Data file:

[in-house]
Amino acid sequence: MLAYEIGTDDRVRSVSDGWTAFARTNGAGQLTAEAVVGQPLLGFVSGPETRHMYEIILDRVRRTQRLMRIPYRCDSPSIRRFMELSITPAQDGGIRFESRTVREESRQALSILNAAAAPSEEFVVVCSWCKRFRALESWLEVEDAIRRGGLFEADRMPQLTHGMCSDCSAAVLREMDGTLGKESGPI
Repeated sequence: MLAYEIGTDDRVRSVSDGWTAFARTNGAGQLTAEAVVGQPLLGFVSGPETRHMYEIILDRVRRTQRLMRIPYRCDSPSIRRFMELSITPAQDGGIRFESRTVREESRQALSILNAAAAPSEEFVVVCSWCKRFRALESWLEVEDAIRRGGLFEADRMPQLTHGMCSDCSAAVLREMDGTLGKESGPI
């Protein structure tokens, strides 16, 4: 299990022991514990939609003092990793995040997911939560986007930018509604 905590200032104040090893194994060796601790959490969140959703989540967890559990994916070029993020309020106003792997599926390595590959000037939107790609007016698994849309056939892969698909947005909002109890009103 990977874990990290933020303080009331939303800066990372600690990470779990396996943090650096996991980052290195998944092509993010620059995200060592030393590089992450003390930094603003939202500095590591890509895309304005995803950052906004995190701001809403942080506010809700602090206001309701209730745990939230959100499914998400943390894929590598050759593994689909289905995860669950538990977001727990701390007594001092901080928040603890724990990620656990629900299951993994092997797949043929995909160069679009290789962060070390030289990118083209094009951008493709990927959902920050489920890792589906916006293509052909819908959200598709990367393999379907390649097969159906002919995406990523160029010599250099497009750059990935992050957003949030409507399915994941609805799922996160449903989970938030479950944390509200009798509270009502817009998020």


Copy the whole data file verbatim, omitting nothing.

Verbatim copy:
[in-house]
Amino acid sequence: MLAYEIGTDDRVRSVSDGWTAFARTNGAGQLTAEAVVGQPLLGFVSGPETRHMYEIILDRVRRTQRLMRIPYRCDSPSIRRFMELSITPAQDGGIRFESRTVREESRQALSILNAAAAPSEEFVVVCSWCKRFRALESWLEVEDAIRRGGLFEADRMPQLTHGMCSDCSAAVLREMDGTLGKESGPI
Repeated sequence: MLAYEIGTDDRVRSVSDGWTAFARTNGAGQLTAEAVVGQPLLGFVSGPETRHMYEIILDRVRRTQRLMRIPYRCDSPSIRRFMELSITPAQDGGIRFESRTVREESRQALSILNAAAAPSEEFVVVCSWCKRFRALESWLEVEDAIRRGGLFEADRMPQLTHGMCSDCSAAVLREMDGTLGKESGPI
């Protein structure tokens, strides 16, 4: 299990022991514990939609003092990793995040997911939560986007930018509604 905590200032104040090893194994060796601790959490969140959703989540967890559990994916070029993020309020106003792997599926390595590959000037939107790609007016698994849309056939892969698909947005909002109890009103 990977874990990290933020303080009331939303800066990372600690990470779990396996943090650096996991980052290195998944092509993010620059995200060592030393590089992450003390930094603003939202500095590591890509895309304005995803950052906004995190701001809403942080506010809700602090206001309701209730745990939230959100499914998400943390894929590598050759593994689909289905995860669950538990977001727990701390007594001092901080928040603890724990990620656990629900299951993994092997797949043929995909160069679009290789962060070390030289990118083209094009951008493709990927959902920050489920890792589906916006293509052909819908959200598709990367393999379907390649097969159906002919995406990523160029010599250099497009750059990935992050957003949030409507399915994941609805799922996160449903989970938030479950944390509200009798509270009502817009998020």